There is great demand from consumers for products that are seen as being fair to the growers and to the wider environment. However, the problem with linking existing certification schemes such as Fair Trade or Rainforest Alliance to the wider environment is that these schemes relate only to performance on the farms. Indeed this was brought home to the Opwall Trust when noticed that the village of La Fortuna in Cusuco was the one most heavily involved in illegal logging and hunting in the Cusuco Park, yet the coffee growers in the community had Rainforest Alliance certification for their coffee. As long as the coffee growers themselves were not involved in the logging and hunting the Rainforest Alliance certification was not threatened.
There is an increasing move as part of forest management schemes to involve communities in agreeing contracts where they police their own villagers to ensure there is no involvement in illegal logging or hunting in adjacent forests and the forest/village boundary remains in the same position as when the contract was signed. In exchange these communities get investment in businesses or access to micro-finance loans as long as the wildlife protection elements are maintained. These forest management schemes are being managed through government to government funding under the REDD+ scheme and $4.5 billion has been committed to this scheme by the US, EU, Japan and other (the donating countries gain the carbon saved by preventing the deforestation in the developing countries) already. However, there are two major additional schemes (Climate Community and Biodiversity Assessment Standards and Natural Forest Standard) that are also being used to package forets for long term protection. Several thousand forests around the world are being packaged to these standards and the management schemes funded through the sale of carbon credits.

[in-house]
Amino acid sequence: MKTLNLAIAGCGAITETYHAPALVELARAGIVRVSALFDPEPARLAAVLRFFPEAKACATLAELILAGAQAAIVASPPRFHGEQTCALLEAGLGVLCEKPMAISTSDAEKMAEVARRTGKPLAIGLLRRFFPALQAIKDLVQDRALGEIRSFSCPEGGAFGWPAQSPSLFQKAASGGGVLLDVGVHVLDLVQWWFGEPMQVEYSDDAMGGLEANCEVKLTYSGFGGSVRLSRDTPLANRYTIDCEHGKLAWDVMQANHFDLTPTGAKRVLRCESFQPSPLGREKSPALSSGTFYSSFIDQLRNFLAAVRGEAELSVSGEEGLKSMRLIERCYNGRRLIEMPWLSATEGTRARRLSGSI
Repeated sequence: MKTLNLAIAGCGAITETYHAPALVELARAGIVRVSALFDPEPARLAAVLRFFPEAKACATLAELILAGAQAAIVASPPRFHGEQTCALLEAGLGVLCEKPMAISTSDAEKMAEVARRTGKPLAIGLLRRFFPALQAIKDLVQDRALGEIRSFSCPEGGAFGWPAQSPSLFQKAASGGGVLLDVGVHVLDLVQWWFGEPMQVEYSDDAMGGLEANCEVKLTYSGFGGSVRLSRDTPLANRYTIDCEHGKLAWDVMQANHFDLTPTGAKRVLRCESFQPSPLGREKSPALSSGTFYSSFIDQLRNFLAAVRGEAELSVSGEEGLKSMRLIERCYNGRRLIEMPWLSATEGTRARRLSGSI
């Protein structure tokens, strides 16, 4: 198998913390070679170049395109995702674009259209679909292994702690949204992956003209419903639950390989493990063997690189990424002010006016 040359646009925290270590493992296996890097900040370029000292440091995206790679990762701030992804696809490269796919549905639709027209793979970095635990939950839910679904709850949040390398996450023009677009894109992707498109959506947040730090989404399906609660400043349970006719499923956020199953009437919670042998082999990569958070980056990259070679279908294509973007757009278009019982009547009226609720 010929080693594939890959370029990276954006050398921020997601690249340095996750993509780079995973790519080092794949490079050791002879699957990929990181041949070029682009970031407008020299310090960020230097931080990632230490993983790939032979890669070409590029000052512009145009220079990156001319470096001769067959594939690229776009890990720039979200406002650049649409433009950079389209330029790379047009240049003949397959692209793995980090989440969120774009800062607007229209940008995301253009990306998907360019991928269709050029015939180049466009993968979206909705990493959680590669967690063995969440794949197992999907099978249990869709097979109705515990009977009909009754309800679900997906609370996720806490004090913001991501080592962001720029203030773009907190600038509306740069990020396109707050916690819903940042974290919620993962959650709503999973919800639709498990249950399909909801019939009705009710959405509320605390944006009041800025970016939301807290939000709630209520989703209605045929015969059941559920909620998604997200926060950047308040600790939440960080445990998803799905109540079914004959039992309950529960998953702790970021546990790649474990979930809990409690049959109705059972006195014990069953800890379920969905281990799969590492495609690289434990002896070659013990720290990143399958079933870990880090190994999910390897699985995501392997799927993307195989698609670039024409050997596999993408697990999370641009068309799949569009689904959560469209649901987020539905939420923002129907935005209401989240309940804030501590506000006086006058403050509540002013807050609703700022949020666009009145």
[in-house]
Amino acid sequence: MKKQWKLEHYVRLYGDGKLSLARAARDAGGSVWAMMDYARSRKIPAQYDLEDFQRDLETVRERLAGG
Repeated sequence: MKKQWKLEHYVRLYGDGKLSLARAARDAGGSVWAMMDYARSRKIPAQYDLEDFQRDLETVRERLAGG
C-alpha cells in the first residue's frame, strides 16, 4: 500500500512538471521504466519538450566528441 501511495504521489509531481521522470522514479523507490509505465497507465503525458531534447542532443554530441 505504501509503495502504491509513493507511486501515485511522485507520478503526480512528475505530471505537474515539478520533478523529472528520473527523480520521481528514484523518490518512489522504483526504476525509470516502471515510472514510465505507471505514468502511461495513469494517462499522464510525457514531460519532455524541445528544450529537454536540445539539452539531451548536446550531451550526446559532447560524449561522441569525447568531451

These schemes offer a great opportunity to extend the existing certification schemes to include the wider environment. So if a coffee producer was interested in claiming and being able to verify that the sourcing of their coffee was helping with wildlife conservation the way to do it would be to source only from communities involved in one of these REDD+ or derivative schemes (this is several thousand forests now and growing rapidly each year). They could maintain the sourcing of all products from Rainforest Alliance certified producers within these communities. The main advantage of this approach is that there are no extra costs for certification – it is just combining two existing schemes. The main issue that prevents widening product certification to include wildlife conservation benefits in surrounding forests is how this is monitored. Using this approach coffee producers (or those of other products) can use the existing REDD+, NFS or CCBA monitoring schemes to verify that the forests and their biodiversity really is being maintained in forests adjacent to where they are sourcing their product.
The Opwall Trust is organising a meeting in Spring 2014 to bring together all the key players (Rainforest Alliance, Fairtrade, Kew, Edinburgh University who run the NFS scheme, CCBA and a number of the other major players in the coffee industry) together to discuss the practicalities of such a scheme and how it could be implemented.